Dealing with Setbacks

Bookmark and Share

Recently I have had a few setbacks.  I have an ongoing health issue and I got back some blood tests and they were not very good.  Also I gained some weight.  I’m on a nutrition and fitness program and the news wasn’t good so I spent quite a while just feeling like it is so difficult to do what I’m trying to do.   

Do you ever have that feeling where, it just feels like it’s too hard? 

I realized this morning while I was out having a run that setbacks are really meaningful experiences for a couple of reasons. When you are trying to change your habits or when you have a goal that you’re trying to meet or a long-term problem that you’re trying to solve like my health issue, and you get a setback, you realize how reliant you are on some kind of external feedback. We know from research that when people are trying to change a habit or do something different over the long term in their life, they need some external support. Even if you are really determined inside you, you need some external support so when you get a setback, it is the evidence that shows you it’s not working and I think we’ve got a couple of choices when that happens. 

  • You can whine and moan like I did thinking its too hard, and I want to give up on all this stuff OR
  • You can whine and moan first (because sometimes we just do that) and then realize that the setback is actually loaded with good information. I want to look at these blood tests and look at what I’m doing and look at what happened and what I was doing when my blood tests were better, is there some kind of correlation? No guarantees, but that’s what I could do. And also the fact that I kind of strayed off my nutrition program and my exercise plan, what is that telling me about my motivation? So these are two things that are external pieces of information that I can take in and I realized both of these things were telling me that my motivation was dipping.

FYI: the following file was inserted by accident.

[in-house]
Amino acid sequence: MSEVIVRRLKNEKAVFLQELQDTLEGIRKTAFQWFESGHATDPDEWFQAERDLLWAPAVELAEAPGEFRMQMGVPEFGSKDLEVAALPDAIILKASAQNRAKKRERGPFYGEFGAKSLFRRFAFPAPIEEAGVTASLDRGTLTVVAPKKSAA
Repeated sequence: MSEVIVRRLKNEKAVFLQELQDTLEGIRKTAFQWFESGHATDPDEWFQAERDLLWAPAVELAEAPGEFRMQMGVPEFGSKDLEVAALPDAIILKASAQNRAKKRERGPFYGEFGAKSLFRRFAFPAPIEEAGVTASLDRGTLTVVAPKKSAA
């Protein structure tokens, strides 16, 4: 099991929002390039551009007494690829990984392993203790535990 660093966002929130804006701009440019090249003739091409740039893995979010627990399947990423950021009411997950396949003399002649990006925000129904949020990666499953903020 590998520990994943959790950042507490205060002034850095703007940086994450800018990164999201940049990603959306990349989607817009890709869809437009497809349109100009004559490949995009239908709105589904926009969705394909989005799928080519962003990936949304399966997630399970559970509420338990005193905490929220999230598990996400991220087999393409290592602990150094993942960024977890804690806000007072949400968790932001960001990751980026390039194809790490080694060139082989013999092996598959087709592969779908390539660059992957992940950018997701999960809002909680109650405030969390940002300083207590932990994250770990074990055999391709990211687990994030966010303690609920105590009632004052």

Now, I want to look at some options and some ways of re-motivating myself because I was succeeding before so there’s no reason why I can’t succeed now.

So two strategies for doing that,

 1)      Get some external support.
We know that the setback from the outside made us feel bad. Who can be supportive to you?   I’m not really keen personally on asking people if they will give me positive feedback, so what I’m going to do is look for external evidence that is going to show me that I’m on an off track.  A few examples for me are the weighing scale and how fit I feel when I’m running.  Those are very helpful. 

2)      Why is this important to you?
Remember why you’re doing this. What goal are you trying to accomplish as you’re doing this and what problem are you trying to solve or get away from? And make sure you do it in visual. We know that if you can see your goal and you can see the problem you want to get away from, chances are you are going to be more motivated and that’s how you can use setbacks to your advantage. 

So once you get over whining and feeling sorry for yourself, which a lot of us do, me for example, then you can look at those two options.

Have a look at other Shelle’s Top Tips .

If you are interested in booking me (Shelle Rose Charvet) for a presentation, keynote or workshop contact me at [email protected]. Please visit my speaking page too.

Leave a Reply

Your email address will not be published. Required fields are marked *